While no one ever wants to be the bearer of bad news, there are times when you need to write an email with a painful message. Whether it be sharing honest feedback or informing a group of people about a decision made, it’s worth crafting a clear and professional message.
Often, however, even the most harmless words can be misinterpreted in written form, so naturally a more difficult message has the potential to create more unnecessary tension between you and the reader.
Preventing fallout is the goal when sending a hard email, so here are valuable guidelines for composing those difficult emails.
Clear emails always have a clear purpose. Whenever you sit down to write, take a few seconds to ask yourself: “Why am I sending this? What do I need from the recipient?” If you can’t answer these questions, then you shouldn’t be sending an email. Writing emails without knowing what the intention wastes yours and the recipients’ time.
Emails are not the same as business meetings. With business meetings, the more agenda items you work through, the more productive the meeting. With emails, the opposite is true. The less you include in your emails, the better.
That’s why it’s a good idea to practice the “one topic” rule. Make each email you send about one thing only. If you need to communicate about another project, write a separate email.
Empathy is the ability to see the world through the eyes of other people. When you write a message, think about your words from the reader’s point of view. With everything you write, ask yourself:
Thinking of other people will transform the way they respond to you. As a reminder, most people are busy and don’t have time to guess what you want. They also like to be thanked for their time, and want to know what action, if any, there is to take.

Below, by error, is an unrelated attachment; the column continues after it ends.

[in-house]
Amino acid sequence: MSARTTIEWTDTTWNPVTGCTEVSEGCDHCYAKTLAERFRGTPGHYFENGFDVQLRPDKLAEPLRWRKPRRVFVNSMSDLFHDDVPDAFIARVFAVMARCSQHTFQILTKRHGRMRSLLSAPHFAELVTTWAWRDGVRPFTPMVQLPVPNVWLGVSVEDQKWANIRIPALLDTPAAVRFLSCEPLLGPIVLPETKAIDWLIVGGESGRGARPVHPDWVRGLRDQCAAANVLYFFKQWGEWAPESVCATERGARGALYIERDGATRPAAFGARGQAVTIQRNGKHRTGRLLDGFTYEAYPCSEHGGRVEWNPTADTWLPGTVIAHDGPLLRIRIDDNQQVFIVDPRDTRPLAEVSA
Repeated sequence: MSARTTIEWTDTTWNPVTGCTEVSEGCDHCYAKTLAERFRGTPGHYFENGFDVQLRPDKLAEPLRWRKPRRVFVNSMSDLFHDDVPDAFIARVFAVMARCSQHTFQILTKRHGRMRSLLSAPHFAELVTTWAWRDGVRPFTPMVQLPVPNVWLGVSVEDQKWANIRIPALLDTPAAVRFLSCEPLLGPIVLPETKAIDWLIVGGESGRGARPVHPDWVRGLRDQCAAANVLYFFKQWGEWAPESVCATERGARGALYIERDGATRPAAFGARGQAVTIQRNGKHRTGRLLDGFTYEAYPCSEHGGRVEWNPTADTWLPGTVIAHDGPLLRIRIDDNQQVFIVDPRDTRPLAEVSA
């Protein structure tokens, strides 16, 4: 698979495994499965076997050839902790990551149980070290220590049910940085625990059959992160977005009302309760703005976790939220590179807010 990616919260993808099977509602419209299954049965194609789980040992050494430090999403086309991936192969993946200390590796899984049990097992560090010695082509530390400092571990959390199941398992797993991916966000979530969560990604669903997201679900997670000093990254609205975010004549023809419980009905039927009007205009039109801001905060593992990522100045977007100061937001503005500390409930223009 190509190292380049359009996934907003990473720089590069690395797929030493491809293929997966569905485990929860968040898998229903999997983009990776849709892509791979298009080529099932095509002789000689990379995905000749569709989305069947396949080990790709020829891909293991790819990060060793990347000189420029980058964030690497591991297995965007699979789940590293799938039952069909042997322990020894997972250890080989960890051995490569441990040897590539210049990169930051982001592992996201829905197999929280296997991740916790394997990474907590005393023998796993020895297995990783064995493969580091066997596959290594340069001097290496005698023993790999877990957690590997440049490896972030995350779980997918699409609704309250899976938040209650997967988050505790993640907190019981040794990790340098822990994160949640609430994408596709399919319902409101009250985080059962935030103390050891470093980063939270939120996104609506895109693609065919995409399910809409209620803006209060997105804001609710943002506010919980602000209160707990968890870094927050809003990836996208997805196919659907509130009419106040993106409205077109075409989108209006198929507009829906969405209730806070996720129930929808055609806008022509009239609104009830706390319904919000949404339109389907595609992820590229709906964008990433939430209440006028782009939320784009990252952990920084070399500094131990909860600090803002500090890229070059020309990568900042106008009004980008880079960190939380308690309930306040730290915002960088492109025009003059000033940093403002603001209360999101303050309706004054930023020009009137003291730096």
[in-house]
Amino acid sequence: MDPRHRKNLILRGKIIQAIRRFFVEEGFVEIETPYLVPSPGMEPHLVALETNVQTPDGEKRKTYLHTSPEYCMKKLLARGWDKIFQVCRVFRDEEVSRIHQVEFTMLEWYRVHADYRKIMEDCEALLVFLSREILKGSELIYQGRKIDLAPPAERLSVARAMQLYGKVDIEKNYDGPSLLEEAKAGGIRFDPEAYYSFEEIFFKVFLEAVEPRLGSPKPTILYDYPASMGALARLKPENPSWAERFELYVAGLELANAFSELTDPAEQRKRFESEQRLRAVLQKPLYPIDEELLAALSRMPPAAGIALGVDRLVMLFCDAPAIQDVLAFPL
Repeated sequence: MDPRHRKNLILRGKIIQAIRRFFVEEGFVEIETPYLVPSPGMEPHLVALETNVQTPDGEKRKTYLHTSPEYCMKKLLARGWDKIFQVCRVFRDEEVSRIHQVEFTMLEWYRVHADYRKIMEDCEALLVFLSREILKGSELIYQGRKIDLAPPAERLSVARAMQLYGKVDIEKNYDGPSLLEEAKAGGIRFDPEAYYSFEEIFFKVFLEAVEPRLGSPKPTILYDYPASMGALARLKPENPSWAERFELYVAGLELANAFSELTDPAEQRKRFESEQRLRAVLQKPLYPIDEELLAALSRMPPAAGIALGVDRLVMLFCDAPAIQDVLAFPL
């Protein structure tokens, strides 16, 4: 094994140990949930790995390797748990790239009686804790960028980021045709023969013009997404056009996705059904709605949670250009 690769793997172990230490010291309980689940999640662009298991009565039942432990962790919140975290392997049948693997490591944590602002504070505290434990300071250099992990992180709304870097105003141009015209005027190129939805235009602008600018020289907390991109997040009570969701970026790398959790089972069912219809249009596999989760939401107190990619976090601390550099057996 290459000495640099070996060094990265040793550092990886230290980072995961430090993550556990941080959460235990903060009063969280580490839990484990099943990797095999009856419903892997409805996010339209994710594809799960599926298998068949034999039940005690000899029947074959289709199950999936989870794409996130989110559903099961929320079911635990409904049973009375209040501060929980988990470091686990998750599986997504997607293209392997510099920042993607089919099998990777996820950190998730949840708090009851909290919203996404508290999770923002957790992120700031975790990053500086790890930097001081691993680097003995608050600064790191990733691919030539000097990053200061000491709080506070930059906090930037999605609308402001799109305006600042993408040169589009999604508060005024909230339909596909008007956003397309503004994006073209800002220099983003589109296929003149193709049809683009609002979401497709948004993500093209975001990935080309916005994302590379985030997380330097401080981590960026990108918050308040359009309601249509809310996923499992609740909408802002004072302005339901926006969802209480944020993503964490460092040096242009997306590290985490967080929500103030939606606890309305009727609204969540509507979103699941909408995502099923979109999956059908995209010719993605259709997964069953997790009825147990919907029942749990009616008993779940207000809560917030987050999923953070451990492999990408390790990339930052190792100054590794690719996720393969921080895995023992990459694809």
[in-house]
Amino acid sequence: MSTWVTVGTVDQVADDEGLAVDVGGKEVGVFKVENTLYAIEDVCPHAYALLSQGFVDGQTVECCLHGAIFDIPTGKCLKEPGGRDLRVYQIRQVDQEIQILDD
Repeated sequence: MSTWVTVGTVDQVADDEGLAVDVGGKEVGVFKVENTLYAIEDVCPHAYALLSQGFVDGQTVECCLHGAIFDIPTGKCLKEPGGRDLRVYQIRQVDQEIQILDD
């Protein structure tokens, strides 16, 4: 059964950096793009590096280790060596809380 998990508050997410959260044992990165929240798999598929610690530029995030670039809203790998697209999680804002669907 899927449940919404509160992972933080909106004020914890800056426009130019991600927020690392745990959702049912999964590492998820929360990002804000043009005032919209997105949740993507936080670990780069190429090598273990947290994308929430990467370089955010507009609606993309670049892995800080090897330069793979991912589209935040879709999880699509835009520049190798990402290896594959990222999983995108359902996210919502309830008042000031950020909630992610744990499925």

Back in 1946, George Orwell advised writers to “Never use a long word where a short one will do.” This advice is even more relevant today, especially when writing painful emails. Short words show respect for your reader. By using short words, you’ve done the hard work of making your message easy to understand.
The same is true of shortened phrases. Avoid writing big blocks of text if you want your email to be clear and easily understood.
Beyond shortened words and phrases, what’s the key to keeping your emails short? Using a standard structure helps you organize your thoughts and keep information controlled.
Have you ever noticed that someone who is upset, frustrated, or stressed tends to write in long, ongoing paragraphs. Usually they haven’t thought about their purpose and haven’t adhered to a structure.
Here’s a simple structure to get you started:
Part of your standard structure above MUST include a call to action. Without it, your message is fruitless and will leave people confused and without a next step to take.
A clear call to action states what it is you want readers to do with your message. Should they make a phone call to a local state representative? Should they follow a new set of rules now being enforced? Should they ponder the meaning of life?
Whatever the purpose is of your email, make the call to action as direct as possible and say it in a matter of three sentences or less.
Folks, this is a big one. Mess up a little spelling or grammar and even the best of intentions can fall apart. Part of the hard work of writing difficult emails in a professional manner is careful proofreading. Read your email aloud to yourself and even consider having someone else proofread to ensure the message and content is correct and clear.
You have the power to craft a great email message even when circumstances are difficult by keeping a clear purpose, focusing on one topic, practicing empathy, using short phrases, sticking to a structure, using a call to action, and proofreading your content.
Your readers will thank you, not because you wrote a tear-jerking novel, but because you respected their time and made it clear.